Governor Signs Senator Cortese’s Motion Picture Safety Bill Prompted by ‘Rust’ Film Tragedy
Gov. Gavin Newsom on Monday signed Senate Bill (SB) 132, a budget bill that incorporated legislation by Senator Dave Cortese establishing historic worker safety standards on motion picture productions. The bipartisan legislation reflects two years of negotiations between studios and labor representatives following the 2021 death of a cinematographer on the ‘Rust’ film set. The safety standard applies to film, television, streaming production, and other related content production.
“This law is the result of a remarkable collaboration between top Hollywood’s top film studios and unions. In this case, labor and management immediately answered our call after a cinematographer was killed on a California production,” said Senator Cortese (D-San Jose). “This legislation establishes the nation’s finest motion picture safety standards, creates new career pathways for unrepresented Californians, and builds the state economy by incentivizing motion picture productions to stay in California. This is the power of collective action.”
“With Governor Newsom’s signing the landmark Safety on Productions Pilot Program legislation into law today, the IATSE thanks Senator Dave Cortese, who authored this legislation, and worked with us for two years to make it a reality,” said Mike Miller, 4th International Vice President/Department Director, Motion Picture & Television Production, International Alliance of Theatrical Stage Employees, Moving Picture Technicians, Artists and Allied Crafts of the United States, Its Territories and Canada (IATSE). “California has again asserted its leadership role in workplace safety and our members, along with other union members, working on productions that receive the California Film and Television Tax Credit 4.0, will be the beneficiaries of that foresight.”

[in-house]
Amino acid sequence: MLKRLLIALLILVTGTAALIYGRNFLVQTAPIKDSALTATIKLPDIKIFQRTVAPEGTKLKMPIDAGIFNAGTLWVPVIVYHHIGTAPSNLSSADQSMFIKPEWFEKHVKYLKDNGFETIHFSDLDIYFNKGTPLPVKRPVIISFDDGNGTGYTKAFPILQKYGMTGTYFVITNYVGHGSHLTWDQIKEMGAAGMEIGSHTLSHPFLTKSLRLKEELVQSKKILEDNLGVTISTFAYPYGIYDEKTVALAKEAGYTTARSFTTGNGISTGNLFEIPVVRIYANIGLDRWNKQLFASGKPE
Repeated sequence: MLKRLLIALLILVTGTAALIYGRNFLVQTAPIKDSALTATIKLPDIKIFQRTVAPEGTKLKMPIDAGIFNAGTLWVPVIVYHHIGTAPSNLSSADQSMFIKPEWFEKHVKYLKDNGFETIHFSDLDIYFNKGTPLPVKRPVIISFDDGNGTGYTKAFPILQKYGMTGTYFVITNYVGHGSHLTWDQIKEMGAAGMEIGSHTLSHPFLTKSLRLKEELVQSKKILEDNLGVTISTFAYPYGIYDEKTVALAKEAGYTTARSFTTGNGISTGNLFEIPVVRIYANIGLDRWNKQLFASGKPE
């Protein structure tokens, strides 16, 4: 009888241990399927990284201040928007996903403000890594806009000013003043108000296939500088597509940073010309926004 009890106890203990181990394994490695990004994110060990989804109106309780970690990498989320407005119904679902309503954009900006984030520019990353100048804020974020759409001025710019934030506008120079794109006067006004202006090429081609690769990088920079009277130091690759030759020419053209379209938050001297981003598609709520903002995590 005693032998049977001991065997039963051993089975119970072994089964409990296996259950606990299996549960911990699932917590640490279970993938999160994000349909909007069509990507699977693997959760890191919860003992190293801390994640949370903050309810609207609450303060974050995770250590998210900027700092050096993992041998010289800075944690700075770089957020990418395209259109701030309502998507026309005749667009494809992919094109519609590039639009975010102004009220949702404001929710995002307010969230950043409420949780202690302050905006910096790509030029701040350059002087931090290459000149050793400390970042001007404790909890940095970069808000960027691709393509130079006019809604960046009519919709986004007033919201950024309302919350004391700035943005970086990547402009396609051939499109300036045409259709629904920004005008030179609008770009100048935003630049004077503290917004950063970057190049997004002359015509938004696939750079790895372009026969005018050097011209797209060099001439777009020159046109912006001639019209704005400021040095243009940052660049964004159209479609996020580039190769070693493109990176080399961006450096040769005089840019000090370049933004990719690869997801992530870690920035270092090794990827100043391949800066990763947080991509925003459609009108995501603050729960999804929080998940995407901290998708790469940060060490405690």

The law signed Monday protects workers on film and television productions by establishing clear, mandatory guidelines around the use of firearms and ammunition on sets. The law creates minimum training standards for individuals responsible for overseeing firearms, and ensures compliance with enforcement standards.
Additionally, the law creates a five-year Safety on Productions Pilot Program that mandates any motion picture that receives a tax credit under the California Film & Television Tax Credit Program, beginning in 2025, to hire an independent Safety Advisor for productions, starting with pre-production and construction.
“The California Film and Television Tax Credit program has led to the creation of hundreds of thousands of high paying union jobs, it’s supported countless local businesses, and pumped billions of dollars into the state’s economy,” said Charles Rivkin, Chairman and CEO of the Motion Picture Association. “The 4.0 version of the program, signed into law today by Governor Newsom, will build on that success by creating new commitments to diversity, equity, and inclusion and establishing a pilot program on production safety, among other provisions. I want to thank Governor Newsom for his unwavering leadership on behalf of California’s creative community, as well as the many champions in the legislature for passing this important extension and enhancement to the production incentive program.”